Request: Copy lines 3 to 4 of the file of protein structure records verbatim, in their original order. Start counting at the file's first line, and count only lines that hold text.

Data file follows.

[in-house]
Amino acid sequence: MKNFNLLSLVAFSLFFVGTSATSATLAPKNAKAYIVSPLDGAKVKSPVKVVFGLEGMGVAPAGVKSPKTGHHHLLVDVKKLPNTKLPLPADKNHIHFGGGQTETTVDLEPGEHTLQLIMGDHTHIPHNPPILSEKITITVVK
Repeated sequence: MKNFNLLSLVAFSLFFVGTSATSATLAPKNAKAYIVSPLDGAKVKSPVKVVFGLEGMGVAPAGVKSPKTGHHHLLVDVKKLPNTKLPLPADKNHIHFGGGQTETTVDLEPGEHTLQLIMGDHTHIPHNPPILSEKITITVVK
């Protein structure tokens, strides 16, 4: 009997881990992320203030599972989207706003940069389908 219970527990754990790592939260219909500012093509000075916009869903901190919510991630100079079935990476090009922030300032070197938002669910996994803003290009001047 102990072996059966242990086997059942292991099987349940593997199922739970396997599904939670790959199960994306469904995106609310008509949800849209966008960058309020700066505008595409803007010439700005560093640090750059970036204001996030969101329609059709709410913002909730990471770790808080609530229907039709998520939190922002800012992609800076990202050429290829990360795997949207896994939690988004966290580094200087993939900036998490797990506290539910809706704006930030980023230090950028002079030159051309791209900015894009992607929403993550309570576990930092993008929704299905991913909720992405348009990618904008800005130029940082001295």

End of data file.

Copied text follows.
Repeated sequence: MKNFNLLSLVAFSLFFVGTSATSATLAPKNAKAYIVSPLDGAKVKSPVKVVFGLEGMGVAPAGVKSPKTGHHHLLVDVKKLPNTKLPLPADKNHIHFGGGQTETTVDLEPGEHTLQLIMGDHTHIPHNPPILSEKITITVVK
């Protein structure tokens, strides 16, 4: 009997881990992320203030599972989207706003940069389908 219970527990754990790592939260219909500012093509000075916009869903901190919510991630100079079935990476090009922030300032070197938002669910996994803003290009001047 102990072996059966242990086997059942292991099987349940593997199922739970396997599904939670790959199960994306469904995106609310008509949800849209966008960058309020700066505008595409803007010439700005560093640090750059970036204001996030969101329609059709709410913002909730990471770790808080609530229907039709998520939190922002800012992609800076990202050429290829990360795997949207896994939690988004966290580094200087993939900036998490797990506290539910809706704006930030980023230090950028002079030159051309791209900015894009992607929403993550309570576990930092993008929704299905991913909720992405348009990618904008800005130029940082001295």